# Happy Pi Day 2021

Every 14th of March (3/14) mathematicians and math lovers around the globe recognize and celebrate **International Pi Day**.

π is a mathematical constant, mostly known for its definition as the ratio of a circle's circumference to its diameter. But, it appears in numerous formulas across mathematics and physics.

Pi Day 2021 is unique in its own way. The two-thousandth and twenty-first (2021st) digit of each of the constants **π ***(pi)*, * e (Euler's number)*, and

**φ**(

*the golden ratio*) are all equal to the same digit – in this case 3.

For the example above we have used the notation n to denote the nth digit of each constant. For example, π=3.141592…… thus, π1=3, π2=1, π3=4, etc. And similarly, *e*n and φn denote the nth digit of the mathematical constant *e*, also known as Euler's number, and φ the golden ratio respectively.

The first time this occurs is at the 13th digit:

What are the chances of the digits in the constants π, *e*, and coinciding?

To calculate the chance of the digits of the three constants coinciding, imagine if I choose a number between 0 and 9, what is the chance of you randomly selecting the same number? What is the chance of a third person also selecting the same number? Given the events are independent, we can multiply the probabilities.

The digits of π,e, and Φ are independent and each digit is equally likely to appear at a randomly selected location. So finding the chance of the digits of the three constants coinciding is analogous to the above situation.

This calculation assumes that the digits 0 to 9 are uniformly distributed in each of the constants. That is, we assume each digit has an equal chance of appearing at a randomly chosen location. This in itself is an interesting investigation. To explore this, you could obtain a list of the first 100 digits of each constant and look at the relative frequency of each digit 0 to 9 occurring. Are they equal or do certain numbers appear more often? This can be extended with technology to look at the first 1000 digits or more and see if this assumption is reasonable. Given the probability of the digits of the three coinciding, how many times would you expect this to occur before the 2021st position?

*Pretty cool, right? Read on for some more math fun with the number 2021!*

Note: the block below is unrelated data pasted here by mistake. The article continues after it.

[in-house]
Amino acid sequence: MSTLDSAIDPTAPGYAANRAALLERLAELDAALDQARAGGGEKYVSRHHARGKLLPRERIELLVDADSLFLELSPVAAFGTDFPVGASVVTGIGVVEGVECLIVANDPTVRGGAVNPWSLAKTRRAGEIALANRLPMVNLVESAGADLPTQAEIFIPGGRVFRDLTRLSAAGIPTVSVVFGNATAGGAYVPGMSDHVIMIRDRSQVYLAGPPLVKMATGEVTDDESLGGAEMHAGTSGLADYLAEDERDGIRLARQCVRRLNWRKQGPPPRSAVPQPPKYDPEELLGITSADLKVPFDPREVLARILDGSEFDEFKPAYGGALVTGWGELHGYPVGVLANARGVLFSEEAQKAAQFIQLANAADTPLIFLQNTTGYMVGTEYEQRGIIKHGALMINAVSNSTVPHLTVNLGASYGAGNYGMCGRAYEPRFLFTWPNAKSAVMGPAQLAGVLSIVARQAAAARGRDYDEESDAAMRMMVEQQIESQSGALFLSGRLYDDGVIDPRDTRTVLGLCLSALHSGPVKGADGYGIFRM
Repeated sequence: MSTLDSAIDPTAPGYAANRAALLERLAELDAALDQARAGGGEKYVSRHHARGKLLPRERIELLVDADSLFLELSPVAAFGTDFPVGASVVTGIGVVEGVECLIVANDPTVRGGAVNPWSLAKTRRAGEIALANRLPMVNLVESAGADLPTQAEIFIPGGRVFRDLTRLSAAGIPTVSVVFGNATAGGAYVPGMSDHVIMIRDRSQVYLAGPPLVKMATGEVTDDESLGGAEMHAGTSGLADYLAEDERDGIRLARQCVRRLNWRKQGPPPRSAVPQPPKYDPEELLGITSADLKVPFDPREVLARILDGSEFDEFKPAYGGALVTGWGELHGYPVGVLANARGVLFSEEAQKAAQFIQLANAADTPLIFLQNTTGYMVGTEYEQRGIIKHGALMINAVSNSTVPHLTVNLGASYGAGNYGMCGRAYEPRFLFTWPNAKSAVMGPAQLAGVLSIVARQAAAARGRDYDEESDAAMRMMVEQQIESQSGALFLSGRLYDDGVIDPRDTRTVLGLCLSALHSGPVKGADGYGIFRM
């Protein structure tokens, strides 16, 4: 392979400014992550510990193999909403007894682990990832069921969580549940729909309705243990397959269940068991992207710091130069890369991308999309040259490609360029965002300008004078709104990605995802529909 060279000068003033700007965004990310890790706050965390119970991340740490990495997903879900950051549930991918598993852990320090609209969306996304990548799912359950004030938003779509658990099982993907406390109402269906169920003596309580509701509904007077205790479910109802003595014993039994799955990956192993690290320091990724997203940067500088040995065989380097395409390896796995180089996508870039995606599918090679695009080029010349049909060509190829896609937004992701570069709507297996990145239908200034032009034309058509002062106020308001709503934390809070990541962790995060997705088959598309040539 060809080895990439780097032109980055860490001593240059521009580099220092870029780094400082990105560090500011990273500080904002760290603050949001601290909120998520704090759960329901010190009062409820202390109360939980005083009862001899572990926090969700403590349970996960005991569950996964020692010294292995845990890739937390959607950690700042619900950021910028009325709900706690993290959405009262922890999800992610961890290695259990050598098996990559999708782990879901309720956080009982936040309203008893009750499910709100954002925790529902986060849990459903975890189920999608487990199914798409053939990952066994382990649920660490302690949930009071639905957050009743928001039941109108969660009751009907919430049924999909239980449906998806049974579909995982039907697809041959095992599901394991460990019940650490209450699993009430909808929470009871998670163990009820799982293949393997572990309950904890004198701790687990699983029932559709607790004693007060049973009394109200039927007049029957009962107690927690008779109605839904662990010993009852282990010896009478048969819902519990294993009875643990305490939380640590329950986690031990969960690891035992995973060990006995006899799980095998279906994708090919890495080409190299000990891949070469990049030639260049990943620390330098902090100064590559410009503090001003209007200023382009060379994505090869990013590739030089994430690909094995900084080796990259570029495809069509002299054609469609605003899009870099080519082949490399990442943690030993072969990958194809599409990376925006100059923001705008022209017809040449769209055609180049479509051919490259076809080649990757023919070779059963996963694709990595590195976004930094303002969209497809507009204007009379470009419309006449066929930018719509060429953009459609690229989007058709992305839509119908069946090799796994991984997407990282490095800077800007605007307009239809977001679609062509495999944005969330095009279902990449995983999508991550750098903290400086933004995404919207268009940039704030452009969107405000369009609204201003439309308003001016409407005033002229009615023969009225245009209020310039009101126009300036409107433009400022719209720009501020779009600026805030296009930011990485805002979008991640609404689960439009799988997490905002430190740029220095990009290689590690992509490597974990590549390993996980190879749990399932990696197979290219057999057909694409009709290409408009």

*Consecutive*

Concatenation is the joining of two things together (for example, you can join numbers or letters) for a particular outcome. 2021 is not just a the concatenation, but the concatenation of the consecutive integers 20 and 21. This hasn’t been seen since 1920 and won’t be seen again until 2122. This year also has the property of being the product of two consecutive primes (43 x 47).

When will be the next year that is the product of consecutive primes? What is the smallest integer that has both properties?

### Palindromes

Palindromes aren’t just for students named Bob and Hannah or places like Glenelg and Aramara. We can also have palindrome numbers which read the same forwards and backwards. While 2021 itself is not a palindrome, when you multiply 2021 by its reverse you indeed form a palindrome. This is also true of the year 2011 but will we see this property again this century?

As well as palindrome years there are also palindrome days. Palindrome days fall on any dates where the numbers of the day, month, and year (or month, day, and year) are the same both forward and backwards, depending on the date format you commonly use. For example, the 30th of November 2003, (30/11/03) was a Palindrome Day for the date format DD/MM/YY.

How many palindrome days will occur in 2021? Do we have any that include the full year like we had on the 2nd of February 2020, (02/02/2020)? This date in 2020 had a rather unique property of being a palindrome date in both the MM/DD/YYYY and the DD/MM/YYYY date formats. Will you see another such date in your lifetime?

### Loop

- Start with 2021
- Reverse it
- Square the new number
- Reverse that number again
- Square root the number
- You should end up with 2021

At a glance this might appear a little trivial as we have two reverses plus a square and square root, operations that undo each other, however, since these operations do not follow each other this property is in fact unusual.